Current results are able to yield such results. Depending on how generous one is regarding what $X$ is. If it is just the optimal value can be calculated *exactly* this will work for many more $k$ and if one is happy with an explicit bound for all $k$.

For example Dusart showed that
$$
\frac{x}{\log x - 1} \le \pi(x) \le \frac{x}{\log x - 1.1}
$$
for $x\ge 60184$.
Now for some $k$, write $y=kx$.
Then, if the upper bound for $kx=y$ is smaller than the lower bound for $(k+1)x = (1+1/k)y$, that is
$$
\frac{y}{\log y - 1.1} \lt \frac{y(1+ 1/k)}{\log( y (1+1/k) )- 1}
$$
one has a prime between $kx$ and $(k+1)x$, since then $\pi(kx) \lt \pi((k+1)x)$.

One can check that this inequality holds for (up to potential error in my calculation)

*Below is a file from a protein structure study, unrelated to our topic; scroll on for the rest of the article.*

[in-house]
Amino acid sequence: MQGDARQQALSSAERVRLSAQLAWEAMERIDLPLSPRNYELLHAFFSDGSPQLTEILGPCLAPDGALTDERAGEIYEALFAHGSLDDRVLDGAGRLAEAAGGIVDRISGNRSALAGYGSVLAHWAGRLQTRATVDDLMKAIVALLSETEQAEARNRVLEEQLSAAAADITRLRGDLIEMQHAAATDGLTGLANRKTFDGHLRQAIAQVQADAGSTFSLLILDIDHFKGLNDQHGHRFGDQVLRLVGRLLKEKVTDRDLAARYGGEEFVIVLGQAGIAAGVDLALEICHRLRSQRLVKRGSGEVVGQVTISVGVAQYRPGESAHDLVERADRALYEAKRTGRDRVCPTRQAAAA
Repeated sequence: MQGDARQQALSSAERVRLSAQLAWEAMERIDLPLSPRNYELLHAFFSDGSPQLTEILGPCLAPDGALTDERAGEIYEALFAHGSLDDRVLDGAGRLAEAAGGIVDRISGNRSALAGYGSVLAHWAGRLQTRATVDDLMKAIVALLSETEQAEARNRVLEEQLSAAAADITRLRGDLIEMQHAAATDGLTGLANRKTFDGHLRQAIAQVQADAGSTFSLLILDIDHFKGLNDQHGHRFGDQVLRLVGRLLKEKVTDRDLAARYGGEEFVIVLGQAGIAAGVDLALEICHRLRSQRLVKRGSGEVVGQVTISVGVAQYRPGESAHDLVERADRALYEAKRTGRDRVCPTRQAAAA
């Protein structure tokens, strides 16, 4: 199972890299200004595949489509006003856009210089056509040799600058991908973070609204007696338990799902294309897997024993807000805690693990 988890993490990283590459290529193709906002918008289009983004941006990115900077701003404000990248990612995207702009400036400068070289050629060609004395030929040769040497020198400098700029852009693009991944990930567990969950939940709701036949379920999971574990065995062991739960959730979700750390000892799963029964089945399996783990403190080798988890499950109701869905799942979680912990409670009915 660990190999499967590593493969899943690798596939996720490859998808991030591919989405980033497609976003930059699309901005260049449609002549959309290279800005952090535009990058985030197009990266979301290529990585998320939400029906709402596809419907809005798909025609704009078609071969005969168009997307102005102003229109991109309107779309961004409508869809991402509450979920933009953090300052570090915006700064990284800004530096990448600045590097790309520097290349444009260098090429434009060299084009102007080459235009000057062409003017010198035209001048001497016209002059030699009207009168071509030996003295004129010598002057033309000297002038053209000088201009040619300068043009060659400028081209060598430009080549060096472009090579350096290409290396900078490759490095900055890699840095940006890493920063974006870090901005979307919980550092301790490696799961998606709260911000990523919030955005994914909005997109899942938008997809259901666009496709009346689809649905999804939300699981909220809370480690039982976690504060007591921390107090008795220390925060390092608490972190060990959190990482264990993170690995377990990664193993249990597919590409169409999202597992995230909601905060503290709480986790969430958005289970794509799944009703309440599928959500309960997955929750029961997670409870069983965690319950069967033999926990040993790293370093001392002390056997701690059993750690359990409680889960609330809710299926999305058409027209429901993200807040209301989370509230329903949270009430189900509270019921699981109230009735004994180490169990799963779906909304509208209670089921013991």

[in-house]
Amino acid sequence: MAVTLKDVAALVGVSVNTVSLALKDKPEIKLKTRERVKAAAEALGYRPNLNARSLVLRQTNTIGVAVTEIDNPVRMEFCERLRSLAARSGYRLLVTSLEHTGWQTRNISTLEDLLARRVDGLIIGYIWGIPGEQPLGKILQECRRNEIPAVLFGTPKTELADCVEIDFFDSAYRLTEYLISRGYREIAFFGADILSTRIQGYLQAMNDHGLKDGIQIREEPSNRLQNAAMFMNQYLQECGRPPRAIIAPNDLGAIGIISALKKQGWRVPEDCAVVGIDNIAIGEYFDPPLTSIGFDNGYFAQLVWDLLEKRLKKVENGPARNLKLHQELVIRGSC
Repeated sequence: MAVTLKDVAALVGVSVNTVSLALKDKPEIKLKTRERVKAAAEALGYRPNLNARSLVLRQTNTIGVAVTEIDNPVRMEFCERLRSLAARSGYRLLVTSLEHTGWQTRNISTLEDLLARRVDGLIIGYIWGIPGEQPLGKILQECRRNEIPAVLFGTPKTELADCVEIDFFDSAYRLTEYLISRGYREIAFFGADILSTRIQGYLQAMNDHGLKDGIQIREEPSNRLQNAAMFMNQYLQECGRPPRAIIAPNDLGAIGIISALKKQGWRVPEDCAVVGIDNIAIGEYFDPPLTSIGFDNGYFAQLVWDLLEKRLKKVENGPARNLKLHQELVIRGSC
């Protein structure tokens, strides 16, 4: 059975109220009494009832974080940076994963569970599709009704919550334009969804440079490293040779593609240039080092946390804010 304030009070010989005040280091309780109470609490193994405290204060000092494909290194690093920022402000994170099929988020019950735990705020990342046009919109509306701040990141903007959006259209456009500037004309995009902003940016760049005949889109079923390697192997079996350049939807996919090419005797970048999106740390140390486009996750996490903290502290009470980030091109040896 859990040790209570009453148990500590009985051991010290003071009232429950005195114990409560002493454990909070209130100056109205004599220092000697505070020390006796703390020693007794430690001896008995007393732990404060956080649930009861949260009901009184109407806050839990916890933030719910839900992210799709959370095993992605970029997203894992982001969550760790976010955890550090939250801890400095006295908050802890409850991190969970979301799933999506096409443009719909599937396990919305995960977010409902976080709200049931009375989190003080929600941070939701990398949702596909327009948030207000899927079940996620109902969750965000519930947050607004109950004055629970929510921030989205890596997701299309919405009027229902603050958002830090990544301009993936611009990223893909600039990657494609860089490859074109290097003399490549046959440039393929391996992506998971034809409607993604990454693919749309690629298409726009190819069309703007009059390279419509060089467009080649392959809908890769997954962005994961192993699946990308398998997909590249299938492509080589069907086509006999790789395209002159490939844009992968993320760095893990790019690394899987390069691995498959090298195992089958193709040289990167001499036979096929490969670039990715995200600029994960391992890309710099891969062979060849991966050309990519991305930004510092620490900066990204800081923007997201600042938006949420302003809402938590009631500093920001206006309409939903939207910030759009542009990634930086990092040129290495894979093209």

$$
y \ge 10 e^{0.1 k}.
$$

So, for $x \ge \max \lbrace 10 e^{0.1 k}/k , 60184/k \rbrace $ one always has a prime between $kx$ and $(k+1)x$.

While this grows exponential in $k$, the growth is such that it is well feasible to check 'everything' up to the bound to get an optimal $X$ for not too large $k$. And, one always has an explict value.

This proof is of course not elementary (the non-elementariness being hidden in Dusart's result) and is an application of the PNT in some sense. But what this is meant to show is that for a result around this to be interesting it seems necessary either to be better (and one could still optimize this here) than this *or* the proof would have to be interesting (or both). [What an interesting proof is is of course a bit subjective.]

Acta Arithmetica52(1989), 307-337. – Noam D. Elkies Aug 30 '13 at 23:23